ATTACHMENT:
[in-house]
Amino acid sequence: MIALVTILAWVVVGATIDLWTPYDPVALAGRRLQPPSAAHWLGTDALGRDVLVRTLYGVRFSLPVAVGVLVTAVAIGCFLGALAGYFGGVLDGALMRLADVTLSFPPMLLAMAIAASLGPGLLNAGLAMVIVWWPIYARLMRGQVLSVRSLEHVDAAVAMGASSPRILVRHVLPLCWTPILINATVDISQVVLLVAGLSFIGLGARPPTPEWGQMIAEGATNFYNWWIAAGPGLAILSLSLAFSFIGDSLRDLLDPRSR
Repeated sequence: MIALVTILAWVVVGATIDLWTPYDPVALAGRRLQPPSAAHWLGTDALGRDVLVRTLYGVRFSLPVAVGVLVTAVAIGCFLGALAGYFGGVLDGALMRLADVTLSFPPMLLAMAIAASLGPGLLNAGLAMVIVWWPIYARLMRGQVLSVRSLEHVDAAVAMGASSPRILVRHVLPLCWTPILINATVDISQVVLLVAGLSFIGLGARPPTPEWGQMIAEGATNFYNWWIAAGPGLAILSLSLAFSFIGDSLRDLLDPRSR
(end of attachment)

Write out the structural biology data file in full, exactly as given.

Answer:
[in-house]
Amino acid sequence: MIALVTILAWVVVGATIDLWTPYDPVALAGRRLQPPSAAHWLGTDALGRDVLVRTLYGVRFSLPVAVGVLVTAVAIGCFLGALAGYFGGVLDGALMRLADVTLSFPPMLLAMAIAASLGPGLLNAGLAMVIVWWPIYARLMRGQVLSVRSLEHVDAAVAMGASSPRILVRHVLPLCWTPILINATVDISQVVLLVAGLSFIGLGARPPTPEWGQMIAEGATNFYNWWIAAGPGLAILSLSLAFSFIGDSLRDLLDPRSR
Repeated sequence: MIALVTILAWVVVGATIDLWTPYDPVALAGRRLQPPSAAHWLGTDALGRDVLVRTLYGVRFSLPVAVGVLVTAVAIGCFLGALAGYFGGVLDGALMRLADVTLSFPPMLLAMAIAASLGPGLLNAGLAMVIVWWPIYARLMRGQVLSVRSLEHVDAAVAMGASSPRILVRHVLPLCWTPILINATVDISQVVLLVAGLSFIGLGARPPTPEWGQMIAEGATNFYNWWIAAGPGLAILSLSLAFSFIGDSLRDLLDPRSR